Only a few weeks ago, in the final days of May, Félix Auger-Aliassime put himself within touching distance of history. For four gruelling hours, he faced Rafael Nadal in his temple, Court Philippe Chatrier, and matched him all the way. Unafraid at the beginning then unmoved as he trailed by two sets to one, Auger-Aliassime became only the third man ever to force Nadal to a fifth set at Roland Garros.
But he could not finish it. Nadal did what he always does there, elevating his level precisely when he most needed to. It was an immense effort from the challenger, but afterwards, he says, he was emotional. He felt so close to victory. It had also come four months after losing to Daniil Medvedev in five sets at the Australian Open quarter-final, which he had accepted with a smile on his face even after holding match point. It hurt.
“I felt like victory was not so far and when you feel that and you lose, it’s never easy to swallow,” Auger-Aliassime, 21, says in an interview with the Guardian in the days before Wimbledon. “But it’s alright. At the end of the day, these last two grand slams have been very positive for me. I’ve shown great things. And I think it just means that I’m closer and closer to my goal.”
The healthy, mature perspective that guides Auger-Aliassime is more promising than any single win. Three years ago, after blazing up the ATP rankings as an 18-year-old and standing on the brink of the top 20, he rounded on the first senior Wimbledon of his career as the young player of the moment.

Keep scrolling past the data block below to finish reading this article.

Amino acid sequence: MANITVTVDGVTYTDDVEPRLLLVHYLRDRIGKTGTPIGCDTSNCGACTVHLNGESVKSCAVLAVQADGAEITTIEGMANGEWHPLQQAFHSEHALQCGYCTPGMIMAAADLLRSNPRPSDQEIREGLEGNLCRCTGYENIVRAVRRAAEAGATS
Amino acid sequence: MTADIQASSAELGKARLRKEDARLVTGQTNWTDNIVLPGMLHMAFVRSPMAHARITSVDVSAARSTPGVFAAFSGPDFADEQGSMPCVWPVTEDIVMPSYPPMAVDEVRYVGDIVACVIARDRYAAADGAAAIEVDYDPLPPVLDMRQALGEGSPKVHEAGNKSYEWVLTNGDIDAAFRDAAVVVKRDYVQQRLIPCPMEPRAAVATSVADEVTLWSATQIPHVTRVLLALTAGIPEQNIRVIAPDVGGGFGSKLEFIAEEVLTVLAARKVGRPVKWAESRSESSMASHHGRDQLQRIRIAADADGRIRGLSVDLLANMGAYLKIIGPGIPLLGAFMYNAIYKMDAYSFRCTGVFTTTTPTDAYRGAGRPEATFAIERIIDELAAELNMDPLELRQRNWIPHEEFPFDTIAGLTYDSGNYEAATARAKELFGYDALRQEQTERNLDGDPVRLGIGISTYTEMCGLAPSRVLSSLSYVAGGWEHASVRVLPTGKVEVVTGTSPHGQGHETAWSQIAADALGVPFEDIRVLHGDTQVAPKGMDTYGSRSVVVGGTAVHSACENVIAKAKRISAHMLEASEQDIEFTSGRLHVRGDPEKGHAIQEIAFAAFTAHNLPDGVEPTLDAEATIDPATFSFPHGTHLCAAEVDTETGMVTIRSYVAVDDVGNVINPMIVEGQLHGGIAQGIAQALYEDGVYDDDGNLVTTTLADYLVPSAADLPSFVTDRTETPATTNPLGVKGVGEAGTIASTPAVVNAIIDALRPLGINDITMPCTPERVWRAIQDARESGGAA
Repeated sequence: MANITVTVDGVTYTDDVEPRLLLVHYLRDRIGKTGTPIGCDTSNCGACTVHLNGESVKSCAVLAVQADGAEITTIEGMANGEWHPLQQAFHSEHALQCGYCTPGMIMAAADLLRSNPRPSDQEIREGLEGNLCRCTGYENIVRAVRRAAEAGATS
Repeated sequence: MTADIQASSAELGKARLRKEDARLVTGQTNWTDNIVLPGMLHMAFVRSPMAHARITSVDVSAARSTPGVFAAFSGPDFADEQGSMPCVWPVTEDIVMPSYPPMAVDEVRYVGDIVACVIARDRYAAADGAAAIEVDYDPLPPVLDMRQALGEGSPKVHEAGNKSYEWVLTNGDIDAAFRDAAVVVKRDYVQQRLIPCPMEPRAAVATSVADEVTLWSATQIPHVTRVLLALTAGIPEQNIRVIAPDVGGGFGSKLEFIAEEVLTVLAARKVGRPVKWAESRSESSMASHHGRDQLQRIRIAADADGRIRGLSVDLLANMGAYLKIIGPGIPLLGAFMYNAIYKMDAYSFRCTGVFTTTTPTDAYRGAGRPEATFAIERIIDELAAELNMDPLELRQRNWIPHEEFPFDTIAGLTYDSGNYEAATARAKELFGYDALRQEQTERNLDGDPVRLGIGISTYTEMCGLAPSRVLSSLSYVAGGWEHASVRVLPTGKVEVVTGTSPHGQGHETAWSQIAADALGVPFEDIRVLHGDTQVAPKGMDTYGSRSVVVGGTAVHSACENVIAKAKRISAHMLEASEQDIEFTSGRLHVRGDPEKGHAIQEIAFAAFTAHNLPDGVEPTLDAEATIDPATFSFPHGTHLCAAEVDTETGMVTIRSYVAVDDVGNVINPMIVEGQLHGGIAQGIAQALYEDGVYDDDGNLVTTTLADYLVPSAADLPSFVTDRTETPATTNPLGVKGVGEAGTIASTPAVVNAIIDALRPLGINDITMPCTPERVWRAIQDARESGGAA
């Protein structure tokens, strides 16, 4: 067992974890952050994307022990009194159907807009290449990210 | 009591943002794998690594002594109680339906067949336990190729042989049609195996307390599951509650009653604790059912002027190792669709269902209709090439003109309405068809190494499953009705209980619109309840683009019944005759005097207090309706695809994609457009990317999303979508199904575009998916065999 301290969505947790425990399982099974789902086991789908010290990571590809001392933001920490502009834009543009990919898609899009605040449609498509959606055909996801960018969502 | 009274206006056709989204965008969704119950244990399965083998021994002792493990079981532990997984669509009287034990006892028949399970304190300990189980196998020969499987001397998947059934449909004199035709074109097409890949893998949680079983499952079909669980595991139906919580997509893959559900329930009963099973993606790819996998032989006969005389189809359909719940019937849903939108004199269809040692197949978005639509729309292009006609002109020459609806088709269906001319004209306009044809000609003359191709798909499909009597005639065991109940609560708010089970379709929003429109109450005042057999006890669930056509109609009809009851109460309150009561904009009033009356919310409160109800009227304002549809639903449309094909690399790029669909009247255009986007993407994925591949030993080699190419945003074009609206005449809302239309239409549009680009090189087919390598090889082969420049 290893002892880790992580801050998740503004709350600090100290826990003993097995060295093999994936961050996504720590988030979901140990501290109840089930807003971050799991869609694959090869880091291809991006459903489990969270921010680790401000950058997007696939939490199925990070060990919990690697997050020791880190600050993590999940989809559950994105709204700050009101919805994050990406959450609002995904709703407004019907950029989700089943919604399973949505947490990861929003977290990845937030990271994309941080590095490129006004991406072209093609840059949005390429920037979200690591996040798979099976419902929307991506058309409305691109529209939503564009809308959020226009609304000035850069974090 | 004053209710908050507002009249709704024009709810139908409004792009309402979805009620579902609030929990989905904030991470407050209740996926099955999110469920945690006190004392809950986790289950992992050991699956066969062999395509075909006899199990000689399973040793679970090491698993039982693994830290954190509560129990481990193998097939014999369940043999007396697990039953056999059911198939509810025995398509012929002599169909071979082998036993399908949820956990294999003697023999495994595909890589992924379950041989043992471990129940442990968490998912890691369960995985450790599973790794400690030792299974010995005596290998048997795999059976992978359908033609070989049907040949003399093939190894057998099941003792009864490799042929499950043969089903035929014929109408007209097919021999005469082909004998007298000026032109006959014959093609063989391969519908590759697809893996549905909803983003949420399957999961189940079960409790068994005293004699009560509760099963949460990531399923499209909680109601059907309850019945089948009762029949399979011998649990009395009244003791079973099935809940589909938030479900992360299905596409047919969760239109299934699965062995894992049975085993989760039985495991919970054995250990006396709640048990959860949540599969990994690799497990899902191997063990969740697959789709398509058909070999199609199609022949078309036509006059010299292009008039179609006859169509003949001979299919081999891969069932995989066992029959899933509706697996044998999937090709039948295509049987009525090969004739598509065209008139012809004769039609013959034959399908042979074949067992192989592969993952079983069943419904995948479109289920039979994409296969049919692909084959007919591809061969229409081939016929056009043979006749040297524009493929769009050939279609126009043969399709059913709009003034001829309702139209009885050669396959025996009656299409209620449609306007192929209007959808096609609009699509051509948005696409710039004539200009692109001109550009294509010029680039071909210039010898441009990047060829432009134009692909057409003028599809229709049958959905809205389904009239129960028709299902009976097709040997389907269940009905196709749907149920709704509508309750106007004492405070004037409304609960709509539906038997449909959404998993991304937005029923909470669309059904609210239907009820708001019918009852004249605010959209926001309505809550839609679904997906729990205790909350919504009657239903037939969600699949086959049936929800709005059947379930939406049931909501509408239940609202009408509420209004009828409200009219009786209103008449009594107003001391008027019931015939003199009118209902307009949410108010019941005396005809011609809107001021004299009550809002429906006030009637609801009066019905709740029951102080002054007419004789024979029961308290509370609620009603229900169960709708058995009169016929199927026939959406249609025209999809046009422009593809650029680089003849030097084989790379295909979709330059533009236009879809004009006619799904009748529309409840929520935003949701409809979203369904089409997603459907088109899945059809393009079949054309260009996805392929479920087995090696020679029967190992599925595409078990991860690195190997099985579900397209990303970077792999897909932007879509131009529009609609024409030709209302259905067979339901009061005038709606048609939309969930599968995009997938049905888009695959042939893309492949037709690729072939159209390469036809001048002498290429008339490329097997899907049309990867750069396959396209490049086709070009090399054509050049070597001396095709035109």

In the end he was unable to perform under the pressure and expectations. He lost in the third round, in a performance that he has called embarrassing. Auger-Aliassime always had a tremendous serve, a vicious, heavy forehand and a well-balanced game thread together by his elegant athleticism, but in those big moments he often struggled to keep his nerves in check. If the double faults weren’t flowing freely, he would sometimes look out of ideas when his serve and forehand bombs weren’t landing.
Instead of immediately flying to the top, the past three years have been a tale of steady growth and patience as Auger-Aliassime has matured and come to understand his strengths and weaknesses, something he seems to appreciate. Unlike athletes in team sports whose trajectories are determined by coaches and suits, tennis players have full control of their destiny and the period in which Auger-Aliassime finds himself, as he grows into an adult and tries to take full ownership over his career, is essential.
“Growing up, my dad was coaching me. I would just listen to what he had to say and I would just execute,” he says, laughing. With time and age alongside his current coach, Fréd Fontang, he has become more self-sufficient. “From the ages of 17, 18, time after time I was able to think more about what I want to do with my game and what I need to improve and actually have an idea myself of what I need to work on even when we go to practices.”